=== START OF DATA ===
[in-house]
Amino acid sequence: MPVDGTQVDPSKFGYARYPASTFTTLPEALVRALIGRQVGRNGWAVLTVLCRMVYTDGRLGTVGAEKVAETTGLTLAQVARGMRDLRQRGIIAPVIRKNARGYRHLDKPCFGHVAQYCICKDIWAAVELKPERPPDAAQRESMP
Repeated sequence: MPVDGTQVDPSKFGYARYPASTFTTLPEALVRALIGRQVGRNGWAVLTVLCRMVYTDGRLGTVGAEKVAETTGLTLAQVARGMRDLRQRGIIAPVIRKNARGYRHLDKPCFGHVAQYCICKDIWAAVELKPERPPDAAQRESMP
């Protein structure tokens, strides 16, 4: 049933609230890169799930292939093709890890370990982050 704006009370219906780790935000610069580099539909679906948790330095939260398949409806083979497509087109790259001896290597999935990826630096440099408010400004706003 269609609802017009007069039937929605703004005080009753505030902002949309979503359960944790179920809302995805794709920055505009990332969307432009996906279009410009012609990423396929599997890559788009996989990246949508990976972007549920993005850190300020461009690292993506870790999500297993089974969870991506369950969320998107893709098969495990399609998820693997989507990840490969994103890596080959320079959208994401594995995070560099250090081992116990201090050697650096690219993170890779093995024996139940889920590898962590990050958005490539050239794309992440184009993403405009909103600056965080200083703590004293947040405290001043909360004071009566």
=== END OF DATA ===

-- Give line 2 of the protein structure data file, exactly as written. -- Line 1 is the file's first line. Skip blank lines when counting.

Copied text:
Amino acid sequence: MPVDGTQVDPSKFGYARYPASTFTTLPEALVRALIGRQVGRNGWAVLTVLCRMVYTDGRLGTVGAEKVAETTGLTLAQVARGMRDLRQRGIIAPVIRKNARGYRHLDKPCFGHVAQYCICKDIWAAVELKPERPPDAAQRESMP